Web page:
“Frost Bite” by Bob Hill

This year’s Polar Fleece Winter could be damaging to plants that are borderline hardy in the Louisville area, but the important thing to remember is that it’s way too soon to tell. The good news is that our plants are much more susceptible to damage in the Spring or Fall due to strong temperature fluctuation. A sudden freeze in the Fall before the plants have had time to harden off can cause damage, as will a hard frost in the Spring that follows a warm spell when the delicate plant tissues and buds are fooled into thinking winter is over. In that case plants such as ornamental cherry or apple trees won’t bloom then, but they are not dead.

Plants have remarkable survival skills which is the reason they have been around for millions of years; humans can’t say the same! Bark can insulate trees from winter damage. Some plants have sugars and amino acids that can act as an anti-freeze; that ability kicks in when the days begin to shorten in the Fall. Other plants have the ability for their cells to super freeze, thus remaining liquid even as the temperature drops below 32 degrees. The very toughest of the trees found near Nome, Alaska have the ability to remove water from all their cells, hiding it between the cell walls where even sub-zero temperatures do no damage.

Meanwhile, all we can do is turn up the thermostat, initiate some warm thoughts about the Kentucky Derby and wait until Spring to assess the damage. The important thing? Don’t rush judgment day. Even if your valuable plant is obviously burned or damaged at its tips it can be salvaged…coming back to life near ground level, or certainly below the ground where the roots have been protected.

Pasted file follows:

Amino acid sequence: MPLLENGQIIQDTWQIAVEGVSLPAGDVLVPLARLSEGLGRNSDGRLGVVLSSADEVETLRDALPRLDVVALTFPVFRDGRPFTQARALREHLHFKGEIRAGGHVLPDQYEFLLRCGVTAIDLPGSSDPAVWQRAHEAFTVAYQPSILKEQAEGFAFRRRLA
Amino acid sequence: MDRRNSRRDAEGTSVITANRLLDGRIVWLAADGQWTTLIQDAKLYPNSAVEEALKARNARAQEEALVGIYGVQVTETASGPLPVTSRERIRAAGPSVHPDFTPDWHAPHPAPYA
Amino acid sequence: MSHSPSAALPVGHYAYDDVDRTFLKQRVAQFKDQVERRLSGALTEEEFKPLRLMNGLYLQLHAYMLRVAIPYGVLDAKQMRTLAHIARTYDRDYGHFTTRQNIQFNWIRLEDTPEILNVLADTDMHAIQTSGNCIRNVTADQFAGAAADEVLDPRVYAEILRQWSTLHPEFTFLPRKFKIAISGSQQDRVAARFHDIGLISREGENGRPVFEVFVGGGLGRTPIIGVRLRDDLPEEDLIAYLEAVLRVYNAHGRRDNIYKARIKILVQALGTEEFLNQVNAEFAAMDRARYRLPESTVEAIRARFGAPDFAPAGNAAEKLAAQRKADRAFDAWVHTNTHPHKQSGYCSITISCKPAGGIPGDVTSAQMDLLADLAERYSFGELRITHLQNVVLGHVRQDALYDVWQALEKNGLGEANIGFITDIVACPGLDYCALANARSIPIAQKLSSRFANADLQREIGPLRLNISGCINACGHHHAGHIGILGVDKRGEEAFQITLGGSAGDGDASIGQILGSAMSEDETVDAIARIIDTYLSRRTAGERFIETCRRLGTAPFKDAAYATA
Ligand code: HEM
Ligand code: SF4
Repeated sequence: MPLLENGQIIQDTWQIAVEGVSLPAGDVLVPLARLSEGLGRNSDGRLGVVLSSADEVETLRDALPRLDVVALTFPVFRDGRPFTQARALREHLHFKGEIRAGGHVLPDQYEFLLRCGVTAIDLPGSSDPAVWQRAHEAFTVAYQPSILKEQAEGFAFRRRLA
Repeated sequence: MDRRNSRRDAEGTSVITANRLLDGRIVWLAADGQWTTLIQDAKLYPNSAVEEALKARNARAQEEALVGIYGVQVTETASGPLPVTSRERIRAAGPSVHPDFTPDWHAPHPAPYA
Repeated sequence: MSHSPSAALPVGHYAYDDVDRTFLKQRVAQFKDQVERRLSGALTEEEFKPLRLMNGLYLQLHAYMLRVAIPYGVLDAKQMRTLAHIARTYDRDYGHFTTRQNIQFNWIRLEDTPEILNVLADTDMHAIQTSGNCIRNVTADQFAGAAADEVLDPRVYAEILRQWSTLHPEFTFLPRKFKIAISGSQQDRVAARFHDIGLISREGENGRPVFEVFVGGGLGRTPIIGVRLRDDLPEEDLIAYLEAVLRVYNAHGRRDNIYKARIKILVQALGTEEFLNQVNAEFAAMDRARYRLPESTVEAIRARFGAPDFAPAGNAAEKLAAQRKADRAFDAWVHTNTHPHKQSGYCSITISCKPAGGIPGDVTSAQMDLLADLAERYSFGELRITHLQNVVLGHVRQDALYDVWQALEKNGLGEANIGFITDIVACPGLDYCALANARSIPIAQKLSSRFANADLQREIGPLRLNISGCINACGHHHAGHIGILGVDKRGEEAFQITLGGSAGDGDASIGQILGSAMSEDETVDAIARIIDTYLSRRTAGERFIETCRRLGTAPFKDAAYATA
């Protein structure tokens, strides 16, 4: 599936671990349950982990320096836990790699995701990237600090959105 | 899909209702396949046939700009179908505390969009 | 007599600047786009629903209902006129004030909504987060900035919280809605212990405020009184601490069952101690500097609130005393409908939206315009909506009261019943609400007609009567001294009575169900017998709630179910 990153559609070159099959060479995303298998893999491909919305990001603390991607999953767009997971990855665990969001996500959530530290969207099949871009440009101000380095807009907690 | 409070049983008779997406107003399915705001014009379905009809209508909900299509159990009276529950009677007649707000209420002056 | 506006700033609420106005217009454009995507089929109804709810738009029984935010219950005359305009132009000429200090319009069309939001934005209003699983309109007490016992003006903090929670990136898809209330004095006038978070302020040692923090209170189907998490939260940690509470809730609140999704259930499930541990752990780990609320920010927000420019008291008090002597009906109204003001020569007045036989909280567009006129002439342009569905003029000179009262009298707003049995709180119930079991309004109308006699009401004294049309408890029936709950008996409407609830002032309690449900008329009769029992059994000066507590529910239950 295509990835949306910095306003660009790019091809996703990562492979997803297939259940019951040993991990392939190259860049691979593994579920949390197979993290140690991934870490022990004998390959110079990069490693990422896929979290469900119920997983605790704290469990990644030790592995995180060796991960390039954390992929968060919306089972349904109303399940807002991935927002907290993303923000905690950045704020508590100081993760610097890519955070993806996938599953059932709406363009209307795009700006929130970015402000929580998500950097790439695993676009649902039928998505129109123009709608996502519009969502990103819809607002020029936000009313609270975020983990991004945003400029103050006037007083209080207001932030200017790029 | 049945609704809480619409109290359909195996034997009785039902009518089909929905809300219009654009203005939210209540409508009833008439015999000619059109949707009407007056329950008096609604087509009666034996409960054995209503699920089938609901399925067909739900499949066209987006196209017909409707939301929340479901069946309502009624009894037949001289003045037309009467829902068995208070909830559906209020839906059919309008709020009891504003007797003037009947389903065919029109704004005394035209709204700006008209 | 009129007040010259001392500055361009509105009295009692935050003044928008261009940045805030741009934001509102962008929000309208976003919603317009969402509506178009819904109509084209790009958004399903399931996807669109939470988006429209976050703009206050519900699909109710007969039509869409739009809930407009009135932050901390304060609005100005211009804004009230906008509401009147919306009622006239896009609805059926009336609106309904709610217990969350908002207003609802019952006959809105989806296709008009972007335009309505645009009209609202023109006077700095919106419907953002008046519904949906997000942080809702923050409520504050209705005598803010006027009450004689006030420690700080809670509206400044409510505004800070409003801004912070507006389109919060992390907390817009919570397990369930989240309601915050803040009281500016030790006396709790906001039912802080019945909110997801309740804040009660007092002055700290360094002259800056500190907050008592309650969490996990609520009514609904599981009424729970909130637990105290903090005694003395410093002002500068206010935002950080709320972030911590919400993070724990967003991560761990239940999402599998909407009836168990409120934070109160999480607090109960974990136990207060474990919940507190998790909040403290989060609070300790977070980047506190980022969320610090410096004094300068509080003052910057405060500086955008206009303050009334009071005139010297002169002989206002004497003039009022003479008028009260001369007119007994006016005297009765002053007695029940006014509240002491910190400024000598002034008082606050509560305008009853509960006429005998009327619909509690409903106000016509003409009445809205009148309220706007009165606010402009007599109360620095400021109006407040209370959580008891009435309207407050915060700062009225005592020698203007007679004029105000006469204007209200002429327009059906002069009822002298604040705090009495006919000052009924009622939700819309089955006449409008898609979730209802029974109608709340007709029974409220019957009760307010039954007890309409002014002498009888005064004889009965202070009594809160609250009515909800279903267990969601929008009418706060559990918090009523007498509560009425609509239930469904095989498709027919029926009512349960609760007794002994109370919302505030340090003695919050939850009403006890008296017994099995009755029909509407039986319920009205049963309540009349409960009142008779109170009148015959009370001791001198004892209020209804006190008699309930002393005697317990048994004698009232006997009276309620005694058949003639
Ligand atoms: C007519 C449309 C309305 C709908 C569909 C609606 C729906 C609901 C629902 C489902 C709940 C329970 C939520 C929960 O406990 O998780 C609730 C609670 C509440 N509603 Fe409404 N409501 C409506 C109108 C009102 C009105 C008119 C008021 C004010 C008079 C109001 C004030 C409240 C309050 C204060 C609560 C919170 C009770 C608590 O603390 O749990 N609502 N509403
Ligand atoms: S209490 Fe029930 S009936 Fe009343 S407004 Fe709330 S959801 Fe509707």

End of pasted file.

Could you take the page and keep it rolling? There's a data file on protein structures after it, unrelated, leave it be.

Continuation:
Keep your pruners handy, but hold off on the graveyard shovel until late April or May. Trim back the dead tips to where the new growth appears. Once the danger of a late Spring frost is past, water well and add a little general purpose fertilizer to the soil. If you’re not certain what’s dead, use the “Old Fingernail Test” and peel back the bark with your thumb nail. If it’s green below there, you’re in business.

Also, use this winter as a warning sign. Mulch your plants a little better next fall. Move the truly susceptible plants to a more protected area. And don’t be afraid to use those fun and funky borderline-hardy plants in the future – with protection. Our recent winters have generally been warmer and you’re not a real gardener unless you push the horticultural envelope a little bit, even unto death.